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I'm a C# dev since long ago.

I learn F# and use it for scientific purposes/research/approbation works. I find many its functional features powerful but I'm straggling to write classes — the essential thing I know to do very well in C#.

What would help me (and the community) is to translate the following C# code.

class CoolAttribute : Attribute
{
}

class BaseClass
{
    public BaseClass(int zzz)
    {
        // zzz doesn't matter; what matters is that zzz is required
    }

    public virtual void XHello()
    {
        Console.WriteLine("I'm BaseClass.");
    }
}

interface IFirst
{
    void Hello();
}

interface ISecond
{
    int MagicNumber();
}

[DebuggerDisplay("pubI = {pubI}")]
class SampleClass : BaseClass, IFirst, ISecond
{
    private int privI;
    protected int protI;
    public int pubI;

    private static string s_privStr;

    static SampleClass()
    {
        s_privStr = "";
    }

    public event Action<string> OnSomething = (el) => { };

    public int PubI
    {
        get { return pubI; }
        set { pubI = value; }
    }

    public static string StatStr
    {
        get { return s_privStr; }
    }

    // Default constructor
    SampleClass()
        : base(0)
    {
        privI = 1;
        protI = 2;
        pubI = 3;
    }

    // Other constructor
    SampleClass(int a, int b, int c)
        : base(a + b + c)
    {
        privI = a;
        protI = b;
        pubI = c;
    }

    [Conditional("DEBUG")]
    public void PubSimpleMethod()
    {
    }

    protected virtual void ProtVirtMethod()
    {
        OnSomething("From the virt method.");
    }

    private static void PrivStatMethod()
    {
    }

    public void Hello()
    {
        Console.WriteLine("Hello (IFirst)");
    }

    public override void XHello()
    {
        Console.WriteLine("I'm SampleClass");
    }

    public int MagicNumber()
    {
        return privI + protI + pubI;
    }

    public void Additional([Cool] int i)
    {
    }

    public static SampleClass operator +(SampleClass a, SampleClass b)
    {
        return new SampleClass(a.privI + b.privI,
            a.protI + b.protI,
            a.pubI + b.pubI);
    }
}

F# translation [work in progress, to be updated with answers]:

//// wrong ...
//type CoolAtribute =
//    extend Attribute

type BaseClass(zzz : int) =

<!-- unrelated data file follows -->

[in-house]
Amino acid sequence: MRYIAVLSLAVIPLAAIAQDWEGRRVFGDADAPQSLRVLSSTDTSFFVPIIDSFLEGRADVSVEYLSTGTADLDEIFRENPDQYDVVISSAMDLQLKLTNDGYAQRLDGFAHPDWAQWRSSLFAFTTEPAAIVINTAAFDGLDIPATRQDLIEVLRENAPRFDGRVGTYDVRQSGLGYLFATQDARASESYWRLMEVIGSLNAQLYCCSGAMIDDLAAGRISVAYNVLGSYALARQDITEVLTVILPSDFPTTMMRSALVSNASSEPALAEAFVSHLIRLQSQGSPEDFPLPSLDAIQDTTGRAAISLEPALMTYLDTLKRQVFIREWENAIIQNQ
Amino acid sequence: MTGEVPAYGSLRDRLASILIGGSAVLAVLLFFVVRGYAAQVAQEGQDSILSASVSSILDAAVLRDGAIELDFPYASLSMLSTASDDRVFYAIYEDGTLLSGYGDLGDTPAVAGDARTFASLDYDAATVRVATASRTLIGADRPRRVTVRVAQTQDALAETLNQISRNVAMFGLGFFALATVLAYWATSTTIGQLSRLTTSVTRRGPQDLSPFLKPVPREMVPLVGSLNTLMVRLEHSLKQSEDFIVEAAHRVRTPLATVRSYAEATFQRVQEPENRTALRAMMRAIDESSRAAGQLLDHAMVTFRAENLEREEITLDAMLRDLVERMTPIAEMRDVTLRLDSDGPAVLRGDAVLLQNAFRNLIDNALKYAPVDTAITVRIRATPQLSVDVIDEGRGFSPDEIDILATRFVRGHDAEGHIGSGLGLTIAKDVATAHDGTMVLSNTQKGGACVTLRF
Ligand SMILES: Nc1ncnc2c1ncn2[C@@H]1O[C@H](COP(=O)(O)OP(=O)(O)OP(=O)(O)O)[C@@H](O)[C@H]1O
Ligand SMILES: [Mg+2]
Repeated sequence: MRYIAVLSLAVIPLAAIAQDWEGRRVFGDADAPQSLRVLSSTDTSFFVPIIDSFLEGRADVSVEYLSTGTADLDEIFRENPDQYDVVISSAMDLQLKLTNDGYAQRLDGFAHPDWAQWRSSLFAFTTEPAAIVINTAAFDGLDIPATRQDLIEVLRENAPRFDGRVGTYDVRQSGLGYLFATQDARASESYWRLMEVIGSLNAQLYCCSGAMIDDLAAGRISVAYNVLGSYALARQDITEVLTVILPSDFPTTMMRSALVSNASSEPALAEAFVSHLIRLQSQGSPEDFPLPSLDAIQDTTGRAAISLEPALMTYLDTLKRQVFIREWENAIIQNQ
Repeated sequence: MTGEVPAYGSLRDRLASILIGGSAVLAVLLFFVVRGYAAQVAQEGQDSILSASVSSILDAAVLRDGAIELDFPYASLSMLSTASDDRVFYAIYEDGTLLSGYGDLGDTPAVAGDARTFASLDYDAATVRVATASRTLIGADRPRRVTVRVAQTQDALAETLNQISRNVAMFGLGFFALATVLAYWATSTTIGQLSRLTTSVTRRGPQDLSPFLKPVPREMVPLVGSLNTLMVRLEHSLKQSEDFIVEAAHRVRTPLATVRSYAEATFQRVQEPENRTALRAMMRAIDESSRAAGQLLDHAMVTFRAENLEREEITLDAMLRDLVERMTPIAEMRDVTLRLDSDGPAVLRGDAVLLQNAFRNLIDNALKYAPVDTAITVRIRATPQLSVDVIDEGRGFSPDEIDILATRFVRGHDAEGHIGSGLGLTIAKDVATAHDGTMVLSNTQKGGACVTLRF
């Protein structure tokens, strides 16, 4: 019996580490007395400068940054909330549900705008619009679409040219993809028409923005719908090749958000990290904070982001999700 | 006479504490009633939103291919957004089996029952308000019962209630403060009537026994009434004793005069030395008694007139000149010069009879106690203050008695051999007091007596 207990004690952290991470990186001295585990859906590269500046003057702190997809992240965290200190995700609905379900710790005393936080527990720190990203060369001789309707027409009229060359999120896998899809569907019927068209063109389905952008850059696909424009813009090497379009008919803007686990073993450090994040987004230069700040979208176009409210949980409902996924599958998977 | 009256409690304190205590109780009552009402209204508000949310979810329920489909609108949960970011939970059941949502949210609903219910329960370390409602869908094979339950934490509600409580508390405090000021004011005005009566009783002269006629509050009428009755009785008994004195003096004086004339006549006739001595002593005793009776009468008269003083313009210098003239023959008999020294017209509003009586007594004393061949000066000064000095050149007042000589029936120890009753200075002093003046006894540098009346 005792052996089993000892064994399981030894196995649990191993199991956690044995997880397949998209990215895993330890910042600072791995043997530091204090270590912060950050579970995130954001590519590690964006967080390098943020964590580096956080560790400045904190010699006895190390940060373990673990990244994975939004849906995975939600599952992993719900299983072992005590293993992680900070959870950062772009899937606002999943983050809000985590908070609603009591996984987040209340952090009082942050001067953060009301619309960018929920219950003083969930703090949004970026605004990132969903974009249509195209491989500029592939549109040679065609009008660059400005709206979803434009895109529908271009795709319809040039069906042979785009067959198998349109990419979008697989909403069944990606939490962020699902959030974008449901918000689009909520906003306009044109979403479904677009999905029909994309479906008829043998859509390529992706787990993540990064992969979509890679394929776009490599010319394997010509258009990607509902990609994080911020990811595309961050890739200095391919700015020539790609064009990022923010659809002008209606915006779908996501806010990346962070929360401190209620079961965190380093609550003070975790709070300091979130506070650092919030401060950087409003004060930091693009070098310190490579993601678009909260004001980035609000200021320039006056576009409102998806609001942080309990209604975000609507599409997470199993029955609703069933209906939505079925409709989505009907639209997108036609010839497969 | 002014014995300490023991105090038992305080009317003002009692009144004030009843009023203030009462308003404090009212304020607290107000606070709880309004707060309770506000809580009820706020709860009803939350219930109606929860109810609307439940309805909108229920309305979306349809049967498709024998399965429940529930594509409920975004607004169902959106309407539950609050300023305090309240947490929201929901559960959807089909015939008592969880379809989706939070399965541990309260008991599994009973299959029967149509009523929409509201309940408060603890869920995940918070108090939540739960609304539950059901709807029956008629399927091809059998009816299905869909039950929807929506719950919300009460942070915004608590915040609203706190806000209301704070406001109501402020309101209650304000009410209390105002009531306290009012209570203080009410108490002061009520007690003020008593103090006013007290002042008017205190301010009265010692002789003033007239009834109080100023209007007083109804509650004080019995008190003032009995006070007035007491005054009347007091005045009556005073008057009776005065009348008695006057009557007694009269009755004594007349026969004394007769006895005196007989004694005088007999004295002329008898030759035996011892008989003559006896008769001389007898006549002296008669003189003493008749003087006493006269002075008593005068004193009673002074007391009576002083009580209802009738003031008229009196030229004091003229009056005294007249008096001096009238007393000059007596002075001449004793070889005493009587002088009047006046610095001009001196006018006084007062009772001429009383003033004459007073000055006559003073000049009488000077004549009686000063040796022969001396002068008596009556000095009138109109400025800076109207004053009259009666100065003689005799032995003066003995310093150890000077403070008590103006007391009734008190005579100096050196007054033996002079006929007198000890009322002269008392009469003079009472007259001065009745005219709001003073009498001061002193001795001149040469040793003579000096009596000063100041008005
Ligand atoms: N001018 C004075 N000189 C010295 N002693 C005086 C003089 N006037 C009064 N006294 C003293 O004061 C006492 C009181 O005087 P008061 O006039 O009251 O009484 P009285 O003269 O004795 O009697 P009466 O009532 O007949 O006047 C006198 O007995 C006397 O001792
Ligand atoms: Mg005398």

// virtual
    abstract XHello : unit -> unit
    default this.XHello() = 
        printfn "I'm BaseClass."

// seems Ok
type IFirst =
    abstract Hello : unit

type ISecond = 
    abstract MagicNumber : int

[<DebuggerDisplay("pubI = {pubI}")>] // ????
type SampleClass() =
    inherit BaseClass(0) // necessary argument ? 1 constructor
    // implements IFirst, ISecond

    let mutable privI = 0 // initialization required
    // protI
    // pubI

    // wrong:
    //let static mutable s_privStr = ""

    // static constructor

    // event OnSomething

    // seems Ok
    member this.PubI
        with get() = privI
        and  set(value) = privI <- value

    // ??
    //static member StatStr
    //    with get() = s_privStr
    //    and  set(value) = s_privStr <- value


    // Default constructor


    // Other constructor
    // C#: SampleClass(int a, int b, int c)

    [<Conditional("DEBUG")>]
    member this.PubSimpleMethod() =
        do ignore

    abstract ProtVirtMethod : unit -> unit
    //protected 
    default this.ProtVirtMethod() =
        // raise event OnSomething("From the virt method.");

    //private
    //static
    member this.PrivStatMethod() =
        do ignore

    member this.Hello() =
        printfn "Hello (IFirst)"

    // override 
    member this.XHello() =
        printfn "I'm SampleClass"

    member this.MagicNumber() : int =
        privI + protI + pubI

    // apply attribute to the argument
    member this.Additional( (*[Cool*) i :int) =
        do ignore

    // operator +
share|improve this question
    
See also lorgonblog.wordpress.com/2009/02/13/… –  Brian Oct 26 '11 at 20:48

1 Answer 1

Most of the code looks good to me, but you can't use plain member to define virtual methods. (This is because F# code does not typically use implementation inheritance, so this is not needed that often).

To define a virtual method, you need to use abstract and default:

type Virtual() = 
  abstract Foo : int -> int
  default this.Foo(n) = n + 1

To override the method in a derived type, you can write:

type Derived() =
  inherit Virtual()

  override this.Foo(n) = n + 2    
share|improve this answer

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